LAHORE - The security services of the country have conveyed to their civilian bosses that they can’t accept Taliban’s demand for fixing a certain area in tribal region as ‘free zone’.
As part of their conditions for peace talks, Tehreek-e-Taliban Pakistan (TTP) had demanded the government declare a specific area in the tribal belt a ‘free or peace zone’.
But highly-placed sources close to the security establishment told this correspondent on Wednesday that security services, which were the most important party in the peace process, have plainly refused this demand of the militants and they would continue to hold the pre-ceasefire positions without moving even a single soldier out of the tribal areas.
TTP shura members in their first direct meeting with government peace committee some days ago had told the government team that there were security forces’ check points at several places in the tribal region which inhabits Taliban’s free movement there.
Sources said that senior members of the security apparatus were of the considered opinion that fixing a certain area for meetings with TTP members to pursue talks would not be advisable from security point of view.
They also think that the TTP leadership, if serious in advancing peace dialogue, should not be afraid of the security forces as they are following the government orders, have announced a ceasefire since the start of the peace process and they would act upon it as long as the talks continue.
A senior government peace committee member requesting not to be named told this scribe that some government quarters were considering TTP demand for declaring a certain area as free zone in the tribal region as they believe that peace process should not be disrupted for any reason.
However, at least two members of the government peace committee while opposing any such demand for several reasons have recommended to the government that meetings with TTP team should be held at different places and the location of these meetings should be kept highly secret.
He said that peace committee members, who opposed even considering this demand, were of the opinion that though major groups of the TTP sincerely desire success of the process, declaring any location as free zone in the tribal region would not only legitimise the authority of the militants but also boost the morale of their volunteer support network.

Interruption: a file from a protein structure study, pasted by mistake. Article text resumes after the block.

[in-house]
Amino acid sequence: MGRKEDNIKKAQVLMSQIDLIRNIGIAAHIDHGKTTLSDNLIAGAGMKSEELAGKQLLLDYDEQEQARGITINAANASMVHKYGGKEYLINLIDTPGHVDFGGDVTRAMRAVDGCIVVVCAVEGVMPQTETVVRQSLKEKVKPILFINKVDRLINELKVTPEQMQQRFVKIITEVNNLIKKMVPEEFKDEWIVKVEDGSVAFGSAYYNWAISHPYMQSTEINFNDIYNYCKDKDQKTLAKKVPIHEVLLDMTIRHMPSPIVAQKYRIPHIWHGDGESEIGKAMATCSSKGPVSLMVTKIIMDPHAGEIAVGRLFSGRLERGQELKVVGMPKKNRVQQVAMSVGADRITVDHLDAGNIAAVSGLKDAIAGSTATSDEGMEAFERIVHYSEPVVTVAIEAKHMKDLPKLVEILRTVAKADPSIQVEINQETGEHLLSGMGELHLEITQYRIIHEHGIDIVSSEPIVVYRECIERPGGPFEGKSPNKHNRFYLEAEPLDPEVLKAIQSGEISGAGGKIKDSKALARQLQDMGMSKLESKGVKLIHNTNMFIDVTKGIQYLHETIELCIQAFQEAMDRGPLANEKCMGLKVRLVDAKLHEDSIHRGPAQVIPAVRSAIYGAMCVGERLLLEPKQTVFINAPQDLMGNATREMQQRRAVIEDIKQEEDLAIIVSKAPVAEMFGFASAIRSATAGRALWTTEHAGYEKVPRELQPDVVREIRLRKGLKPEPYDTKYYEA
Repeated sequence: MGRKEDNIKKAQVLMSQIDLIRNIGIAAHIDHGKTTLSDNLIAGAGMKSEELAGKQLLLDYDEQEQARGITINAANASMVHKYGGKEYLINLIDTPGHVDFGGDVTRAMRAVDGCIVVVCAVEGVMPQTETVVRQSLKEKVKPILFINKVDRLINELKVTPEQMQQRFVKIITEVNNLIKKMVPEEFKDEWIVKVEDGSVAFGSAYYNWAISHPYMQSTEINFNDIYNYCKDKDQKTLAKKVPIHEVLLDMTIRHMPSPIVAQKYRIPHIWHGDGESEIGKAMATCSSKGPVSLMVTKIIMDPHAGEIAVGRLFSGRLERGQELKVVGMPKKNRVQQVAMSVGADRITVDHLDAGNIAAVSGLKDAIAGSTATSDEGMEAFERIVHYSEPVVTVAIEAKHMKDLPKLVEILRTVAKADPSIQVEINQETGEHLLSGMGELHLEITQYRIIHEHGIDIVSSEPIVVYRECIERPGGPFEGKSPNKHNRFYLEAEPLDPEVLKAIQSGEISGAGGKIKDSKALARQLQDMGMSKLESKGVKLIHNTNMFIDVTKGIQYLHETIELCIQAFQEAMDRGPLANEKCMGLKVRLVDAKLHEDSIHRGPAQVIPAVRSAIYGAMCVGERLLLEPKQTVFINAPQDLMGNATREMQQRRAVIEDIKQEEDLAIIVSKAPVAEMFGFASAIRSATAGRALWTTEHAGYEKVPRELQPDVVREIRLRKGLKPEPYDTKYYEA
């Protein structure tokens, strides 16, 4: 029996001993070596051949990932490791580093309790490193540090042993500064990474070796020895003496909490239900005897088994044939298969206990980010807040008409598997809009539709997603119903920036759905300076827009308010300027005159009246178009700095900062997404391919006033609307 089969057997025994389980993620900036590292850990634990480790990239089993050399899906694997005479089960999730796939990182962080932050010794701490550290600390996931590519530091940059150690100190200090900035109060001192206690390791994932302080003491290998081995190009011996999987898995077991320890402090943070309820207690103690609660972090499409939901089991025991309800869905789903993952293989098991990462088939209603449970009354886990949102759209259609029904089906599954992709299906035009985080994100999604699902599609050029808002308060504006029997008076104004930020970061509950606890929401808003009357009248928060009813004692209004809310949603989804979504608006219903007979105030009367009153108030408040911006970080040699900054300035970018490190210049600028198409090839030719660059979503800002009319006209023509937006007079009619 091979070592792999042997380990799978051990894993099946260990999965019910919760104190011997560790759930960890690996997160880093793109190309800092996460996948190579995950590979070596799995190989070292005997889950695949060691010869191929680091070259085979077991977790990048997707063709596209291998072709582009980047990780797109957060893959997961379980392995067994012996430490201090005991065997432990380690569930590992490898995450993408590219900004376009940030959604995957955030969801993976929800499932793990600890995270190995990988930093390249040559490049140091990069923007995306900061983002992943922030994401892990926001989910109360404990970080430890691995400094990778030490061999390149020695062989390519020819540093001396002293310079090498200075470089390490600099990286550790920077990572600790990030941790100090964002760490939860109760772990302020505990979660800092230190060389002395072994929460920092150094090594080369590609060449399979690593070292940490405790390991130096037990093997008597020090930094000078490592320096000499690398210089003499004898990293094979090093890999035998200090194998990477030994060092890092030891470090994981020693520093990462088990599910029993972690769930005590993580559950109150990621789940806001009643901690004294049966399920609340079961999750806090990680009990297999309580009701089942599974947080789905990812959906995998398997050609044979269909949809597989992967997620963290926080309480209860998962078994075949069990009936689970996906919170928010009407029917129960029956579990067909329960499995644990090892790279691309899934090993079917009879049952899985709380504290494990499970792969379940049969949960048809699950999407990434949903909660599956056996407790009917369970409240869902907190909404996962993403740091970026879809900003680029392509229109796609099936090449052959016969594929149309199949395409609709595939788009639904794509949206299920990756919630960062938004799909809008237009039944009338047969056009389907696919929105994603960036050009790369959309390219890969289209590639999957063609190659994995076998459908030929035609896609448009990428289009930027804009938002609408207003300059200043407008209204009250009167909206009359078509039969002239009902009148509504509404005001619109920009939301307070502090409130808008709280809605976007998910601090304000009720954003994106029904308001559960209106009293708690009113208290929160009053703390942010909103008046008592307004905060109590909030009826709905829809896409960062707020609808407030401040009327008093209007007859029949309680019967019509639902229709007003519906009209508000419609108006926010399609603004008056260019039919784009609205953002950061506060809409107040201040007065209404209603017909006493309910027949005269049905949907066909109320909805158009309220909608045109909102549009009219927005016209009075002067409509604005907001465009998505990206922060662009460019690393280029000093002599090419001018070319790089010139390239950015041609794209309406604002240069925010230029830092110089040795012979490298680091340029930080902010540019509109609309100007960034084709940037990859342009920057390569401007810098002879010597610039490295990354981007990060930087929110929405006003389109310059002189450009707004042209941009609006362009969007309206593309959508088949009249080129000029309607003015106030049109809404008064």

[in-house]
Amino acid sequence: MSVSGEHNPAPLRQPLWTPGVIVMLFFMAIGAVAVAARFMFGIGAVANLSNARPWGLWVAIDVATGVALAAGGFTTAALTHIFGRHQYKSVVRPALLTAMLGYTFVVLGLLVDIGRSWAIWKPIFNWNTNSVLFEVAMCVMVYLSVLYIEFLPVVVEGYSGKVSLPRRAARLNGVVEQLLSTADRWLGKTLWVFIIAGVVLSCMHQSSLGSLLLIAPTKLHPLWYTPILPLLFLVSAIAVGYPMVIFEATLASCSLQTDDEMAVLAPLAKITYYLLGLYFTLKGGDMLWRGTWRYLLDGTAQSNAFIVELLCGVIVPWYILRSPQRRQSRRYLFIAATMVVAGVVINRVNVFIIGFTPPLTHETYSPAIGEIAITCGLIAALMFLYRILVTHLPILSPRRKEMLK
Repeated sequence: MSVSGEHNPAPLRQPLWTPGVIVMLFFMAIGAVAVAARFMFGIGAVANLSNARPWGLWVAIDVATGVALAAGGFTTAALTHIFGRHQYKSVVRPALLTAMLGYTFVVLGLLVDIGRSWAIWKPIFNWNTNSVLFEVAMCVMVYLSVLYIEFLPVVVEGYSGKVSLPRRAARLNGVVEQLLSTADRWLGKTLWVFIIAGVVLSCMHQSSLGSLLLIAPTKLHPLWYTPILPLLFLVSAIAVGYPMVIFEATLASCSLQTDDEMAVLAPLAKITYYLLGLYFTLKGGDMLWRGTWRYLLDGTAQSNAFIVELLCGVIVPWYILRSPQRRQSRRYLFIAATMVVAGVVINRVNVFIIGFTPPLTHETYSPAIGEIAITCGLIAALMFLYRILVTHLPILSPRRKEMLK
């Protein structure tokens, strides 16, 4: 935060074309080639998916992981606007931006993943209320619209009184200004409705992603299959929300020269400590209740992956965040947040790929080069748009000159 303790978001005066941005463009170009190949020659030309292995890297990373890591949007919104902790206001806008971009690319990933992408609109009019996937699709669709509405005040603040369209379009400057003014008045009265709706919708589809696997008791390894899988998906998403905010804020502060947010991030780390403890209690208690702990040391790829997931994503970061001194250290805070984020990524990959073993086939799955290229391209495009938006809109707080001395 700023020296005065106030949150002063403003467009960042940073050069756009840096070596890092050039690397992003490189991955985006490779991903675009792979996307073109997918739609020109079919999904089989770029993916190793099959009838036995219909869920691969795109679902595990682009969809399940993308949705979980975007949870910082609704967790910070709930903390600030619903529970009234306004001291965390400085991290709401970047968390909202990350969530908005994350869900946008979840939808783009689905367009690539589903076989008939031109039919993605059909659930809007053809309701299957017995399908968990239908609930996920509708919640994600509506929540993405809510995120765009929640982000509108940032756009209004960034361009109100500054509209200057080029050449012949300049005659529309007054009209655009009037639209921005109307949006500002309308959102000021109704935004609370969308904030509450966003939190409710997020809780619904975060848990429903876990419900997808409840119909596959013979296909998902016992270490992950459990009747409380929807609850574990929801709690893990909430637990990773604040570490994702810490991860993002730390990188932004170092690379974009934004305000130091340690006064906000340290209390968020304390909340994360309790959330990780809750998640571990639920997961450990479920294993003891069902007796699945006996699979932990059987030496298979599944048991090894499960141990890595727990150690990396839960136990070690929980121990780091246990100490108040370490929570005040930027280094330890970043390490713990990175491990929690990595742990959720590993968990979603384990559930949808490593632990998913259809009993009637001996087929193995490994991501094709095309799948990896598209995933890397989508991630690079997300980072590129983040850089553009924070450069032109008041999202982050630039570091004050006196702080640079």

Asked if the TTP would observe an unannounced ceasefire after the expiry of the announced ceasefire, he said, “Government peace team as well as TTP named committee’s chief (JUI-S ameer Samiul Haq) have told the Taliban’s negotiating team during the first direct meeting that the government would act upon the ceasefire till the final result of the talks and the TTP should do the same.” He added: Today is the second day of TTP’s unannounced ceasefire as the announced ceasefire ended on March 31. I don’t expect that TTP will violate their unannounced ceasefire.
He said that threat level in certain areas of the country has came down from ‘highly sensitive’ to ‘general’ since April 1, which indicates that security establishment believes that the TTP would follow unannounced ceasefire. “I think that government is too busy in Musharraf business; however, another direct meeting with TTP team is expected in the next few days.”
Senior government peace team member told that TTP prisoners, who were not involved in high crimes are likely to be freed, however the matter of combatant prisoners completely depends upon the input from the security establishment which maintains their complete profile.
Meanwhile, close circles of TTP mediators said that the government should not make a long pause for any reason and hold the next direct meeting with the TTP as soon as possible, as any inordinate delay would generate doubts about the sincerity of the government.